National Fisherman

The Rudderpost 

jesJes Hathaway is the editor in chief of National Fisherman magazine and


Last month, NSF International announced they were adding Aquaculture Stewardship Council's chain-of-custody certification to their portfolio. The ASC is an independent body that has piggy-backed on the globally accepted sustainability standards of the Marine Stewardship Council. The Lynnwood, Wash.-based Seafood Services segment of NSF has been performing chain-of-custody certifications for MSC for 11 years, so it stands to reason they would add ASC certification to their lineup. MSC, after all, has proven to be a very lucrative business model.

While one could argue that MSC's ecolabel is in high demand because the company has made great strides in marketing it to retailers, whose compliance, if nothing else, appears to drive consumer demand, there's no arguing that the world is more and more accepting of farmed fish.

So it would seem that the best way to distinguish the good (meaning, sustainable) from the bad (meaning, well, you know what that means) would be to create an ecolabel that helps consumers buy only the best, "safest," and sustainable seafood across the board, whether they're looking to buy farmed or wild.

Today I spoke with Tom White, assistant director of NSF's Seafood Division, about the market changes that would inevitably result from a label that is essentially MSC standards (which apply only to wild fisheries) as applied to aquaculture. I asked him what the driving force was behind this new label. "On a personal level I think it's just another option for the consumer as far as sustainability is concerned."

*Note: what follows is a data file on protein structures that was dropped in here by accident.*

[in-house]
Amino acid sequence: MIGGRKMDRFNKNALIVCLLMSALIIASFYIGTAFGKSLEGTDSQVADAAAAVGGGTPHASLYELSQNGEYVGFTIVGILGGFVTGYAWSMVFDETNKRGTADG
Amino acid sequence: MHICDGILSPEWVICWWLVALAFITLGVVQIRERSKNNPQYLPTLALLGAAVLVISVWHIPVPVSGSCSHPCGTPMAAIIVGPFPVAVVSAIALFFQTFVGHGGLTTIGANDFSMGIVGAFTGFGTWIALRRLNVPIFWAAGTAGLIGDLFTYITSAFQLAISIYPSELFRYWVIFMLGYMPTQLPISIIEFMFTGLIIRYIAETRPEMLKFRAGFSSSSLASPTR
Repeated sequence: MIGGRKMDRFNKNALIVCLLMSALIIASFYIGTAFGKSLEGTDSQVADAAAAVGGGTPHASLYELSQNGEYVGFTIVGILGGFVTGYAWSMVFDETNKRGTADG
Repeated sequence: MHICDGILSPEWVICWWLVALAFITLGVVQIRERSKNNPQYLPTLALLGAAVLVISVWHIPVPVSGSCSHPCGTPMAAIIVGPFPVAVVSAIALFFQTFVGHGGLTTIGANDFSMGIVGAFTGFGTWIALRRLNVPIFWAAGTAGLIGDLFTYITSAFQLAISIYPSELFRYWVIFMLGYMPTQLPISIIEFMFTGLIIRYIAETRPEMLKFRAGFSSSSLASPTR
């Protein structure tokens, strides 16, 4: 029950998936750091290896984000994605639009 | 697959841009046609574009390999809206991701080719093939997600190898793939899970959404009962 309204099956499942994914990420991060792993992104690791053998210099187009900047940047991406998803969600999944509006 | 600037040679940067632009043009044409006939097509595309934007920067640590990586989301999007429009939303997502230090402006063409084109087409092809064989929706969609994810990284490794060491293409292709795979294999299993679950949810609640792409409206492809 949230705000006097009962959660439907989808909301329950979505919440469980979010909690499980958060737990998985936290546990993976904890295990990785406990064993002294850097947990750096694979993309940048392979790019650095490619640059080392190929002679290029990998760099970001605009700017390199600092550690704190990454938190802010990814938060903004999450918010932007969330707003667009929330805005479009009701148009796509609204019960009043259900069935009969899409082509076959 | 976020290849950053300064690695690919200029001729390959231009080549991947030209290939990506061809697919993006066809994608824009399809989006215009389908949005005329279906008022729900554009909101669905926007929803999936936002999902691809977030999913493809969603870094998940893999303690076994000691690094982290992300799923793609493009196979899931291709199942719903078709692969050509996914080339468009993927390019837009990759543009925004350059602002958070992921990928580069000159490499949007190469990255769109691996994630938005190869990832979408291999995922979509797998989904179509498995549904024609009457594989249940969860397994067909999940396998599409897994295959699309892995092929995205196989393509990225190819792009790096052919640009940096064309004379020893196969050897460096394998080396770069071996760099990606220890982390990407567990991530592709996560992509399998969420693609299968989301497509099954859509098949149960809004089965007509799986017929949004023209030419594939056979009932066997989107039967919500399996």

This is a perfectly acceptable answer if indeed consumers are clamoring for sustainable seafood. But is that what they really want? Studies have shown that at least Stateside, seafood buyers first want it to taste and look good. Then they would like to think it's not going to poison them. And then it occurs to them that it may or may not be a sustainable product.

So why are there so many ecolabels out there? I believe the answer is that they generate revenue. And in order to keep them generating revenue, the creators of the ecolabels must continue to sell the idea of certified sustainability to the retailers, who believe they're doing the right thing for their consumers.

But the simple truth is, we can do all of that with well-managed wild fisheries. For how long? I'm not sure. I hate to be the grim reaper, but I fear what the future holds with an influx of finfish farms and the perils they inevitably hold for populations of wild fish.

Inside the Industry

NMFS recently released a draft action plan for fish discard and release mortality science, creating a list of actions that they hope can better inform fisheries.

We know that fishermen have to deal with bycatch by discarding or releasing unwanted catch overboard, but there is a data gap regarding how those fish survive.


A new study has identified a set of features common to all ocean ecosystems that provide a visual diagnosis of the health of the underwater environment coastal communities rely on.

Together, the features detail cumulative effects of threats -- such as overfishing, pollution, and invasive species,  allowing responders to act faster to increase ocean resiliency and sustainability.

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